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dc.contributor.authorKokare, C R-
dc.contributor.authorChakraborty, S-
dc.contributor.authorKhopade, A N-
dc.contributor.authorMahadik, K R-
dc.description.abstractBiofilm is an assemblage of the microbial cells that is irreversibly associated with a surface and usually enclosed in a matrix of polysaccharide material. Biofilm is composed primarily of microbial cells and extracellular polymeric substance (EPS). Extracellular polymeric matrix plays various roles in structure and function of different biofilm communities. Adhesion to the surface provides considerable advantages such as protection against antimicrobial agents, acquisition of new genetic traits, and the nutrient availability and metabolic co-operability. Anthony van Leeuwenhoek, who discovered microbial attachment to his own tooth surface, is credited with the discovery of biofilm. The formation of biofilm takes place in three steps. Biofilm is responsible for chronic bacterial infection, infection on medical devices, deterioration of water quality and the contamination of food. This article provides an overview of the formation of biofilm, structure, role in microbial communities and its applications. en_US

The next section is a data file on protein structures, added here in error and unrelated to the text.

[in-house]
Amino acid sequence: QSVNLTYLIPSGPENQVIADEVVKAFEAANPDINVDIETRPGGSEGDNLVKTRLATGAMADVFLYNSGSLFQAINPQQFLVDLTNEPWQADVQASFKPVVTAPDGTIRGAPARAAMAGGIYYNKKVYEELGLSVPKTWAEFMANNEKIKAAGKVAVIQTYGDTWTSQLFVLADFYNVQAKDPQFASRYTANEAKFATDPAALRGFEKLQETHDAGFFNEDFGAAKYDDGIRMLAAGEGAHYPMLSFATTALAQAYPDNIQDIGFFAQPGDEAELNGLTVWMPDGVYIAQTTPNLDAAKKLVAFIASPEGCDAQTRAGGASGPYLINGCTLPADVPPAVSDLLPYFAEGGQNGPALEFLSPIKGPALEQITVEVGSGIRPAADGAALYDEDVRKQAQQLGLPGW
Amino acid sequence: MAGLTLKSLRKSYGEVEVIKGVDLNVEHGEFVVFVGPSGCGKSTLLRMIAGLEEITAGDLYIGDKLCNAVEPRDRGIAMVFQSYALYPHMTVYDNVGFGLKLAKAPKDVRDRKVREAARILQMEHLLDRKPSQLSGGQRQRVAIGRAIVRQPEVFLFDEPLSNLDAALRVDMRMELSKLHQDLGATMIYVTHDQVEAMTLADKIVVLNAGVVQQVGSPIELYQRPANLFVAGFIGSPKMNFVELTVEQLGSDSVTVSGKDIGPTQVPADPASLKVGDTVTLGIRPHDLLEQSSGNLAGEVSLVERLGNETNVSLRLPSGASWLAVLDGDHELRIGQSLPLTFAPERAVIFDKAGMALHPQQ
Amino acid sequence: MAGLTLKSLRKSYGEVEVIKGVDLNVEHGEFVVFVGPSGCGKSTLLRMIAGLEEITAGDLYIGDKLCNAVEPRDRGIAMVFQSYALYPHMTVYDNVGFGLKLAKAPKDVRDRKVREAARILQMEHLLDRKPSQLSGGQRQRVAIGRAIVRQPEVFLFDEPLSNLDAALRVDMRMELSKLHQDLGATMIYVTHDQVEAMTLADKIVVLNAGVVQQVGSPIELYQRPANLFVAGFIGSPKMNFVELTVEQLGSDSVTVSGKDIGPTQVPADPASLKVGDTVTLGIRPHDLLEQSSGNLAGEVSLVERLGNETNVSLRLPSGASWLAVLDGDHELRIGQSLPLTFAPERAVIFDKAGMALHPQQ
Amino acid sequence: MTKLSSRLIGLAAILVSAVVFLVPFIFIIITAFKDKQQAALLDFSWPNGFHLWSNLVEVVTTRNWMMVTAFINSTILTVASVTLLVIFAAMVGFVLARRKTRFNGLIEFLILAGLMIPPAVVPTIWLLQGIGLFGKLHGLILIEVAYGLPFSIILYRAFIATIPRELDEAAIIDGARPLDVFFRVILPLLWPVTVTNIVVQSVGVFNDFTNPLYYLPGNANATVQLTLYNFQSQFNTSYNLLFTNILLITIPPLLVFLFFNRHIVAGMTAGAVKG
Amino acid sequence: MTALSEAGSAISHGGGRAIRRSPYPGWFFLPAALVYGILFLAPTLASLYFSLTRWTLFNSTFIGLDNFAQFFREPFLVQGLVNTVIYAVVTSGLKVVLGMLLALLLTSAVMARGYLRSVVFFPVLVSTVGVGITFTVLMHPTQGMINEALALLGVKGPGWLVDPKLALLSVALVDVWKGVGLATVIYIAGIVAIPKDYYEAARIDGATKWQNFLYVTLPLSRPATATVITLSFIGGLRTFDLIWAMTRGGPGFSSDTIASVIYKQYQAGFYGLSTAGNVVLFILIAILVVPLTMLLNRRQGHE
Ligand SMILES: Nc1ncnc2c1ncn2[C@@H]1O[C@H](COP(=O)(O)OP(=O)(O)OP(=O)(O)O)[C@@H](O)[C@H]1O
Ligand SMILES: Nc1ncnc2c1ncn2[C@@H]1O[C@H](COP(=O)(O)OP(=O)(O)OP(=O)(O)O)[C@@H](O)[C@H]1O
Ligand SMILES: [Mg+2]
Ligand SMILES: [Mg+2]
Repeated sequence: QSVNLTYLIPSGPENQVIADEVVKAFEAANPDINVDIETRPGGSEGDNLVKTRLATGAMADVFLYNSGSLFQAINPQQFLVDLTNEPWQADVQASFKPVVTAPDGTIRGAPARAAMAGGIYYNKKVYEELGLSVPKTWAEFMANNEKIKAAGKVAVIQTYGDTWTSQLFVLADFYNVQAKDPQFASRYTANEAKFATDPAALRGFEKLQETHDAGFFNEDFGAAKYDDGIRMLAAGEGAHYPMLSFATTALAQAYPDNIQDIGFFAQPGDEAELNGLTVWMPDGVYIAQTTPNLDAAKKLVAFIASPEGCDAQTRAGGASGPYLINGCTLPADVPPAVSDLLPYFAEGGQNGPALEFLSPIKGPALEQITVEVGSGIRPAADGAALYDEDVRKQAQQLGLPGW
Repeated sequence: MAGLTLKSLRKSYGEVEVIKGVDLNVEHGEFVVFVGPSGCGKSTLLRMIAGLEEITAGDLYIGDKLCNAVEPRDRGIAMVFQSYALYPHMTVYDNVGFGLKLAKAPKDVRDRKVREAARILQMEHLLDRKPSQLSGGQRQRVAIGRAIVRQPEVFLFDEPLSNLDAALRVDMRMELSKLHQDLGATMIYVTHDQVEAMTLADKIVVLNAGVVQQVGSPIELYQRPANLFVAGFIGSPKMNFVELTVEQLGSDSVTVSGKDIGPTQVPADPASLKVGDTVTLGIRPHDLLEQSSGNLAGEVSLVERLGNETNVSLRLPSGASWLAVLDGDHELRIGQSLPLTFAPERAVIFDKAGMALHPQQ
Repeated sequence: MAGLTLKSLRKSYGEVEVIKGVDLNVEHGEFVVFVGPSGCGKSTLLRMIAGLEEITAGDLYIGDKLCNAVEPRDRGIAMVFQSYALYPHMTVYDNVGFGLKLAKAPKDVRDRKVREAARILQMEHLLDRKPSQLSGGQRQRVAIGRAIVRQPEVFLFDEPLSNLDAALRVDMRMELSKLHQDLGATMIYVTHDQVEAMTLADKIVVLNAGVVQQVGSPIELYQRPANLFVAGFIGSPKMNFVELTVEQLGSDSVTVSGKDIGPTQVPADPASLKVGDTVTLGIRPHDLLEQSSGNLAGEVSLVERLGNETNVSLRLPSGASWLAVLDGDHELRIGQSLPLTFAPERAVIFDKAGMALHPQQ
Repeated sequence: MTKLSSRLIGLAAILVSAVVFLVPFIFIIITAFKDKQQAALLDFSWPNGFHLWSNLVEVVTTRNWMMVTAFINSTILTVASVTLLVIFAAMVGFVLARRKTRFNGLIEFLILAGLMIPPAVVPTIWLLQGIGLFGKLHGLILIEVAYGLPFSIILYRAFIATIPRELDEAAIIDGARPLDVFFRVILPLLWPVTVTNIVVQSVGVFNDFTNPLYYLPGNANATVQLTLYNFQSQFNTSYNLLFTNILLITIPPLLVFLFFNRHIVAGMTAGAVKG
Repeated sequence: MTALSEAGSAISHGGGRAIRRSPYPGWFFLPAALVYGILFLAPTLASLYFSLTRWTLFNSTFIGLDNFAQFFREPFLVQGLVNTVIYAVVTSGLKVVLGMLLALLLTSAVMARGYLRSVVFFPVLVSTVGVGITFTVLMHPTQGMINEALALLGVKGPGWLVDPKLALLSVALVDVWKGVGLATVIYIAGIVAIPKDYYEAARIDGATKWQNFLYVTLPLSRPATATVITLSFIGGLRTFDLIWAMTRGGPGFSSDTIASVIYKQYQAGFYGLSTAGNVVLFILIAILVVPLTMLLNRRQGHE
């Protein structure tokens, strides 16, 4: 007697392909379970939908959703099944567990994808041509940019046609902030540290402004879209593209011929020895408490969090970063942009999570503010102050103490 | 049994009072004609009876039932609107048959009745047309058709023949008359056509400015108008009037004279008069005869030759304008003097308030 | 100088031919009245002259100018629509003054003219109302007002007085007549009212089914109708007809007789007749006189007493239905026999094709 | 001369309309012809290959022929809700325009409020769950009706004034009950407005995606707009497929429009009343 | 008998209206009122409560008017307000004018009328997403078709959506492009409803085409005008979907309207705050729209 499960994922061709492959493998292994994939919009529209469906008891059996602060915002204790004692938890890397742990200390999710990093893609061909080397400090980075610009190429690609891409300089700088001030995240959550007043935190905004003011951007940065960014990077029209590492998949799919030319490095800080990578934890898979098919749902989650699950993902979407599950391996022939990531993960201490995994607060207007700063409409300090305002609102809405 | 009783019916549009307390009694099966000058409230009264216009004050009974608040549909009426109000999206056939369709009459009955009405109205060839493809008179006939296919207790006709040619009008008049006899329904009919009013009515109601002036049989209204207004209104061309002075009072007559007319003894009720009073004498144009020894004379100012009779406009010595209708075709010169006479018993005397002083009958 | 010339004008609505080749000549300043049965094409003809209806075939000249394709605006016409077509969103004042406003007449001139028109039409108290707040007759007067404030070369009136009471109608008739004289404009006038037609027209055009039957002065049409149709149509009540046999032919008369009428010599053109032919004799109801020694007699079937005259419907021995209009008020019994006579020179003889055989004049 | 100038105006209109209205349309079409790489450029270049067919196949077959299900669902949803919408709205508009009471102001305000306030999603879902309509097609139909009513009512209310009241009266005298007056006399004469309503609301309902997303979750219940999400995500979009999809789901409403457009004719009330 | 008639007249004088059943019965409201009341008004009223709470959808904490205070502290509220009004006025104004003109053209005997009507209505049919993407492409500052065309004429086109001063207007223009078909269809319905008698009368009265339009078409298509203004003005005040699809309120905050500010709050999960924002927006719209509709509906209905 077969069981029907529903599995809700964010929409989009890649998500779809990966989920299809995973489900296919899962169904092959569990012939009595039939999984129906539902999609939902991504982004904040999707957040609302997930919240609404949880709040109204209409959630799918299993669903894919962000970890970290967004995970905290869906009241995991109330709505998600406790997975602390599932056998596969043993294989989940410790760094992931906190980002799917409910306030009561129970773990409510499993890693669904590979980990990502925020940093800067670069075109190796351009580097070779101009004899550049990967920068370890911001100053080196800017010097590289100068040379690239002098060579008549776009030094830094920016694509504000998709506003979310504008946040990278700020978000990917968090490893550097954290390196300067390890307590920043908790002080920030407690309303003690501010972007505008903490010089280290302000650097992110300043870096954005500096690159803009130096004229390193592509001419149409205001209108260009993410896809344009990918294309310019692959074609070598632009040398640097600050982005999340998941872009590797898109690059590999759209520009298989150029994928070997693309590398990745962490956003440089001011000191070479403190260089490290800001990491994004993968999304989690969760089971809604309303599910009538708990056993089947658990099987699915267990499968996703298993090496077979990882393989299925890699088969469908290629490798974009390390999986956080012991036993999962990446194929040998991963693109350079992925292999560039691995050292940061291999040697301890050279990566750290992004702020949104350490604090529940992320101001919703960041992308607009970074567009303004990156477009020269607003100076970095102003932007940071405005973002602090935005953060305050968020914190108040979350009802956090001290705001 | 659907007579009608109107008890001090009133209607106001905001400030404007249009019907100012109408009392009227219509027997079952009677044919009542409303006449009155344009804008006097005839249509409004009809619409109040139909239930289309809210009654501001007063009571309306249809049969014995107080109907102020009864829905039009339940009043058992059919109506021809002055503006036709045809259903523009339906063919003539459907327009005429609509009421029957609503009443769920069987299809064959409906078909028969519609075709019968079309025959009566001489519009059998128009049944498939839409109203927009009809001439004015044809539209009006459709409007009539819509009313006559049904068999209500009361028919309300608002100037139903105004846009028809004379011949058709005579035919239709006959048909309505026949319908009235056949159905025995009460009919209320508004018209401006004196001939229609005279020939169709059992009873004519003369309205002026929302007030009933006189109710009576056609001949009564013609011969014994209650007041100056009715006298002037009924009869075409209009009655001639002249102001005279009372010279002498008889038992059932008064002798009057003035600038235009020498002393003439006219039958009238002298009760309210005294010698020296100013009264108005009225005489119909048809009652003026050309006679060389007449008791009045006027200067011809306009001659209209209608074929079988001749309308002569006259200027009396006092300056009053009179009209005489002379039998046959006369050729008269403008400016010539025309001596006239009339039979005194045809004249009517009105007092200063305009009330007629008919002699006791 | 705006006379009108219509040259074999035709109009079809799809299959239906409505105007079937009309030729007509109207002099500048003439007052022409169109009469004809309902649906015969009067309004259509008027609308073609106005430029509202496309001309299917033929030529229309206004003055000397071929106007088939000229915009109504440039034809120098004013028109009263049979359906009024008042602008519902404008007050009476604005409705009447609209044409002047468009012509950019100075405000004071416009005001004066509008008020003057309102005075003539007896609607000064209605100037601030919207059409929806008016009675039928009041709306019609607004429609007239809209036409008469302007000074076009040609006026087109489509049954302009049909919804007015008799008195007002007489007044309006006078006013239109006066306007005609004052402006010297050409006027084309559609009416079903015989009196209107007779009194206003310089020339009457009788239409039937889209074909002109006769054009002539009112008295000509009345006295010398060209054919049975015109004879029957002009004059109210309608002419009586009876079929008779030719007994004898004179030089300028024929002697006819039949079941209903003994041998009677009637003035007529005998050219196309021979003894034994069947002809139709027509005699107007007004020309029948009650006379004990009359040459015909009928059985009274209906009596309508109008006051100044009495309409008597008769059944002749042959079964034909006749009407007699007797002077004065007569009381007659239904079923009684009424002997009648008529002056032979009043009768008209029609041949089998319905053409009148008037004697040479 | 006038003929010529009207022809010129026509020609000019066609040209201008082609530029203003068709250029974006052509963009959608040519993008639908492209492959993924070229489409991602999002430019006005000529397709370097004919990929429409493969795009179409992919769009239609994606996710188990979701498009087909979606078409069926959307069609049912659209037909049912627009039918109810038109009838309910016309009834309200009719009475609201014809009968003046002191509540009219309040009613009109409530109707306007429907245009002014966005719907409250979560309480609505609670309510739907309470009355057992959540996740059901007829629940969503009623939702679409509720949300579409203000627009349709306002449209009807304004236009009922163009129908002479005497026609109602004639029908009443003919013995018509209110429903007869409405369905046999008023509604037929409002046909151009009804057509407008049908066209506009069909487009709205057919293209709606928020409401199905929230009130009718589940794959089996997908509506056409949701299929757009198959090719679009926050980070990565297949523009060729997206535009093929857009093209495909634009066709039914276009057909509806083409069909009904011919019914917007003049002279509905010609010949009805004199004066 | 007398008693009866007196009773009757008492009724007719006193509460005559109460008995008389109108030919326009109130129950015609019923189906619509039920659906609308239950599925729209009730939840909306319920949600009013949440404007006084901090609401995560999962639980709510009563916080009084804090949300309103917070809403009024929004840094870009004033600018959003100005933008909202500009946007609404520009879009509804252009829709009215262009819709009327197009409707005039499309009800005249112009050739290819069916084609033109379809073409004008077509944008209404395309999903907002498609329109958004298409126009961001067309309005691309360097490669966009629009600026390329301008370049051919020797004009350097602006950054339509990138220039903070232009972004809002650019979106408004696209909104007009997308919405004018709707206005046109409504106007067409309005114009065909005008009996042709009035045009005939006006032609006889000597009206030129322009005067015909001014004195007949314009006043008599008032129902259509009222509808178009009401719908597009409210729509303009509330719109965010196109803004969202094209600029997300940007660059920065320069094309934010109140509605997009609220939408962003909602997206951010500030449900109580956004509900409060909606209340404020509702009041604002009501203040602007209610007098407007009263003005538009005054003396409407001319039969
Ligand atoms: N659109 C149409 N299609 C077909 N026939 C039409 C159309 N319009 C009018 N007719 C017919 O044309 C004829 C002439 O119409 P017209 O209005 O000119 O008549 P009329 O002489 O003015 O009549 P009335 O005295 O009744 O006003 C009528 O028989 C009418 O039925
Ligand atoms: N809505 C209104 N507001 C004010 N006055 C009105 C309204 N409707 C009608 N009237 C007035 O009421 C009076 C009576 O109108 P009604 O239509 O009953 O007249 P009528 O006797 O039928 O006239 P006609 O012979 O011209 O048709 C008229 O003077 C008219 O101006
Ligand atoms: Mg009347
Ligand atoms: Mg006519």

dc.sourceIJBT Vol.8(2) [April 2009]en_US
dc.subjectpolymeric substanceen_US
dc.titleBiofilm: Importance and applicationsen_US
Appears in Collections:IJBT Vol.08(2) [April 2009]

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